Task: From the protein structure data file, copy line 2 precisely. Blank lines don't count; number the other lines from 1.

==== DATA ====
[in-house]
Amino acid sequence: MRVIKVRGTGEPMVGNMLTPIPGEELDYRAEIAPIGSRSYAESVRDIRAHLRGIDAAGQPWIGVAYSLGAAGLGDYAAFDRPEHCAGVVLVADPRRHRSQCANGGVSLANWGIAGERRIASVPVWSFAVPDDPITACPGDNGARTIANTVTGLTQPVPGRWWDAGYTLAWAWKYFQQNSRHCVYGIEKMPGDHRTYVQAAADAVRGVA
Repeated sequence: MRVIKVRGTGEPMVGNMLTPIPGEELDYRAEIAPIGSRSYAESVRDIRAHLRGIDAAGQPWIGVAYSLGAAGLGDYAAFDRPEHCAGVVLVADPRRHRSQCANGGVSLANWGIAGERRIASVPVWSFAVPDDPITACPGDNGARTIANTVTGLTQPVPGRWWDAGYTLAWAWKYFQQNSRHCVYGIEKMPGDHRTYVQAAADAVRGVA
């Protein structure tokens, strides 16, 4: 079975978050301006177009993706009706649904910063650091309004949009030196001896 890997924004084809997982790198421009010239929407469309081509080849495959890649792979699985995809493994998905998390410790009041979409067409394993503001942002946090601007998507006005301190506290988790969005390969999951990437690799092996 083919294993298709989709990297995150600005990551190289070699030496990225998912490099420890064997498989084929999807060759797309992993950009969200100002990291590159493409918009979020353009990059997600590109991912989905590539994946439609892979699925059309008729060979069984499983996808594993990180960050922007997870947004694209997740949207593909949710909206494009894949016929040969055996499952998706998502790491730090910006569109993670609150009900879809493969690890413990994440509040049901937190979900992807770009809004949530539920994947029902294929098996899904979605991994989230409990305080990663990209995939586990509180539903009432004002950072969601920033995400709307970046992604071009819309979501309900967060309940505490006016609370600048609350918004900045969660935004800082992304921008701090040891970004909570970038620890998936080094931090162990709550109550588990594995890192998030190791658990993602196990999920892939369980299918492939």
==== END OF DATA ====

Amino acid sequence: MRVIKVRGTGEPMVGNMLTPIPGEELDYRAEIAPIGSRSYAESVRDIRAHLRGIDAAGQPWIGVAYSLGAAGLGDYAAFDRPEHCAGVVLVADPRRHRSQCANGGVSLANWGIAGERRIASVPVWSFAVPDDPITACPGDNGARTIANTVTGLTQPVPGRWWDAGYTLAWAWKYFQQNSRHCVYGIEKMPGDHRTYVQAAADAVRGVA